In In re Teichman, 774 F.2d 1395 (9th Cir.1985), a dissolution decree ordered the debtor to pay his former wife a percentage of his retirement benefits. The debtor failed to pay her $14,000 of the benefits he received prepetition and refused to pay her any benefits given to him postpetition. The debtor argued that his obligations to his ex-wife were discharged. The Court of Appeals held that the $14,000 debt owed by the debtor to his wife prepetition was discharged, but that the right to a percentage of the debtor's monthly pension benefits postpetition was not a debt subject to discharge. The court explained that under the dissolution decree, the wife had an ownership interest in a portion of the retirement fund. Since the postpetition payments were not debts under the Code, the court concluded that they were not subject to discharge. 774 F.2d at 1398. The court in Bush v. Taylor, 912 F.2d 989, 993 (8th Cir.1990), also held that the former spouse's interest in postpetition pension payments was not dischargeable, for the reasons given in Teichman.

In this case, the Appellee is not asking for any monies paid to the Debtor prepetition. In fact, the Debtor did not receive any pension benefits prepetition. Under the rationale in Teichman and Bush, the right to a portion of these postpetition payments is not a debt owed by the Debtor and therefore not subject to discharge under Section 727(b).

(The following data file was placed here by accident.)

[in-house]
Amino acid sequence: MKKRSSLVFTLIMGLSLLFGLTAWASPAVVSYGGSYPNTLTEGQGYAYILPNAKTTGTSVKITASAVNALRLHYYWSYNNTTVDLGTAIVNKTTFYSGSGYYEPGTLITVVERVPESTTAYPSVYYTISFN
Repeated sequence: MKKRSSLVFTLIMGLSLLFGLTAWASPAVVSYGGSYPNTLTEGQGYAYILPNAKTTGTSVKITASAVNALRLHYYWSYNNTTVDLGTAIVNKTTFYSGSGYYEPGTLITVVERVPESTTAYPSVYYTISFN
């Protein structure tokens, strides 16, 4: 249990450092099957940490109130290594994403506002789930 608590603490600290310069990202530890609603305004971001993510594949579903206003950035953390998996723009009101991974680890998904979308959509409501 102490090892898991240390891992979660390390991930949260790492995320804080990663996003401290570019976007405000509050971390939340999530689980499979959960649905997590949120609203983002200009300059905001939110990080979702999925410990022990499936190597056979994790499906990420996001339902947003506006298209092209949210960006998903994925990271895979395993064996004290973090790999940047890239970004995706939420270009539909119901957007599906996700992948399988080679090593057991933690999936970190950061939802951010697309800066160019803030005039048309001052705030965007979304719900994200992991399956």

As both Teichman and Bush involved government pensions, the Employee Retirement Income Security Act of 1974 ("ERISA") did not apply in those cases. The Dissent attempts to distinguish Teichman and Bush on this basis, and also on the ground that those decisions noted that a property interest had been created in the pension plans prepetition. As explained below, we do not find the distinctions material. The decisions were premised on the fact that payment from the pension was not owed by the Debtor at the time the bankruptcy petition was filed and therefore there was no debt to discharge. Here, also, the Debtor had no liability to the Appellee. Under the Teichman and Bush holdings, there was no debt for the Debtor to discharge.2

Regardless of when the payments came due, no debt was created because the Appellee did not have a claim against the Debtor. We disagree with the Debtor's argument that because the Appellee did not have a QDRO when the bankruptcy petition was filed, the pension funds were the Debtor's property against which the Appellee merely had a claim.